Galapagos Nature Reserve ousts developers
Since 1988, the Rainforest Trust has saved over 19 million acres.
And now conservationists are celebrating the creation of a nature reserve in the Galapagos – a private nature reserve.
A crowdfunding campaign raised a staggering £1.35 million to save the land from greedy developers.
The developers wanted to build hotels. Thankfully this land has been saved. It’s not in a good state – it’s been devastated – and so scientists now need to begin to restore the land to its natural state. The land will give protected key habitat for the critically endangered Galapagos petrel and the woodpecker finch, which is known for its ability to use twigs and sticks as tools.
Other famous residents of the Galapagos include the blue-footed boobies who have turquoise feet and marine iguanas.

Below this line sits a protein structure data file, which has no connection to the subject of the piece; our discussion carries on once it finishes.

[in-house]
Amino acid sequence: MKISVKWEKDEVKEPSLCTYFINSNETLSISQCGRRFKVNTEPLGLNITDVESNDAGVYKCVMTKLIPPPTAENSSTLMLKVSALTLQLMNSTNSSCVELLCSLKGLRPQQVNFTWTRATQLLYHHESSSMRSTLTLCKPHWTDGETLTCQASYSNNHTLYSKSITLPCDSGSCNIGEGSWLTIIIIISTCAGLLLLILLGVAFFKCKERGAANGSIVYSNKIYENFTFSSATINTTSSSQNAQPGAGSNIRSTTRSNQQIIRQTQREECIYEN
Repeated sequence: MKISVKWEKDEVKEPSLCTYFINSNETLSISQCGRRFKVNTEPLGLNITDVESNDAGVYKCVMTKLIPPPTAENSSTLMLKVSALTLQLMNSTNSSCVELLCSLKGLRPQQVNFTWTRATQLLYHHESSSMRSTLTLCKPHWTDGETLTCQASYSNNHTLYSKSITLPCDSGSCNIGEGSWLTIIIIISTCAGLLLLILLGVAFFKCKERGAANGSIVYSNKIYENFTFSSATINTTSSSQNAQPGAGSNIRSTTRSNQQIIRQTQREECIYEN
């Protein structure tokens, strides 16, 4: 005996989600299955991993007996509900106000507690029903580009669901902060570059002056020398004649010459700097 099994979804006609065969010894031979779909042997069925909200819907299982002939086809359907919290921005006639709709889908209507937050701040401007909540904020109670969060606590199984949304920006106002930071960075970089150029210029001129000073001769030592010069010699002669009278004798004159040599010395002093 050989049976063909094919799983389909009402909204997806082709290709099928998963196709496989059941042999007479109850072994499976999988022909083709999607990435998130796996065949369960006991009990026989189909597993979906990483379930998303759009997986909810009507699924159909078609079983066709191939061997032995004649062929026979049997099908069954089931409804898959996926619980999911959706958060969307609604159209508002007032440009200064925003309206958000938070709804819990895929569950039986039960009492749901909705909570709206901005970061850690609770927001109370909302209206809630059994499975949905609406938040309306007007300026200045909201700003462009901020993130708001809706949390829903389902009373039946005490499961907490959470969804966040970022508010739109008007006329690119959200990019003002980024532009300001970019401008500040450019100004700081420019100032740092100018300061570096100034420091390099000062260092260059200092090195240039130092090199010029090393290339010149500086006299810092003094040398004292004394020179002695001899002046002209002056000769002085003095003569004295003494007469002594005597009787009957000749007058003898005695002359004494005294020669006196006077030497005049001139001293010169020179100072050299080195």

The first section of the site on San Cristobal is being completed this week (October 2018). It’s the area where Charles Darwin first went ashore in 1835.
The next stage will involve 318 acres and these will be incorporated into the new Galapagos Nature Reserve by the end of March.
The government of Ecuador designated all of the Galapagos Islands into a national park back in 1959, barring those areas owned by existing colonists. The plan now is that in five to ten years, the reserve will be turned over to the Ecuador government and incorporated into the national park.
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